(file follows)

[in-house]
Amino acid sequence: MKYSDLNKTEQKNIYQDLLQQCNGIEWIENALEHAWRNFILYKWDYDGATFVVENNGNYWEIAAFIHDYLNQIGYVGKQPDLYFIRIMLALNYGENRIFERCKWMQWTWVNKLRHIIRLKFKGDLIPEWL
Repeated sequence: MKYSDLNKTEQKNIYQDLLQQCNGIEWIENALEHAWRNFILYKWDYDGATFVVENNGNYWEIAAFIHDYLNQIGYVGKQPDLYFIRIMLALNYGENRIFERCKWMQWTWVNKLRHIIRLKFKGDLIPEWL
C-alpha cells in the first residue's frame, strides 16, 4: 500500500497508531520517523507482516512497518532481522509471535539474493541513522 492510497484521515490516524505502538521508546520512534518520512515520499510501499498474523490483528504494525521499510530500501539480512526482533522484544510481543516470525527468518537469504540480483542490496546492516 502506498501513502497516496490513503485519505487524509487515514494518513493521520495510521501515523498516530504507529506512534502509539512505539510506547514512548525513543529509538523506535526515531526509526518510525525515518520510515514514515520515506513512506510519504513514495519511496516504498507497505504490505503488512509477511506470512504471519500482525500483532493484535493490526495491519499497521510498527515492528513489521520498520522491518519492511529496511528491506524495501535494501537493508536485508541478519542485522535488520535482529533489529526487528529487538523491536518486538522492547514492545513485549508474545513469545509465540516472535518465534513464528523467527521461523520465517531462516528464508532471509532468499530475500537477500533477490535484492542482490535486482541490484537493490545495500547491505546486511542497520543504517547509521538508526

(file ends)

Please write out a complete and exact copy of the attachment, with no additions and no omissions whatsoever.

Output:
[in-house]
Amino acid sequence: MKYSDLNKTEQKNIYQDLLQQCNGIEWIENALEHAWRNFILYKWDYDGATFVVENNGNYWEIAAFIHDYLNQIGYVGKQPDLYFIRIMLALNYGENRIFERCKWMQWTWVNKLRHIIRLKFKGDLIPEWL
Repeated sequence: MKYSDLNKTEQKNIYQDLLQQCNGIEWIENALEHAWRNFILYKWDYDGATFVVENNGNYWEIAAFIHDYLNQIGYVGKQPDLYFIRIMLALNYGENRIFERCKWMQWTWVNKLRHIIRLKFKGDLIPEWL
C-alpha cells in the first residue's frame, strides 16, 4: 500500500497508531520517523507482516512497518532481522509471535539474493541513522 492510497484521515490516524505502538521508546520512534518520512515520499510501499498474523490483528504494525521499510530500501539480512526482533522484544510481543516470525527468518537469504540480483542490496546492516 502506498501513502497516496490513503485519505487524509487515514494518513493521520495510521501515523498516530504507529506512534502509539512505539510506547514512548525513543529509538523506535526515531526509526518510525525515518520510515514514515520515506513512506510519504513514495519511496516504498507497505504490505503488512509477511506470512504471519500482525500483532493484535493490526495491519499497521510498527515492528513489521520498520522491518519492511529496511528491506524495501535494501537493508536485508541478519542485522535488520535482529533489529526487528529487538523491536518486538522492547514492545513485549508474545513469545509465540516472535518465534513464528523467527521461523520465517531462516528464508532471509532468499530475500537477500533477490535484492542482490535486482541490484537493490545495500547491505546486511542497520543504517547509521538508526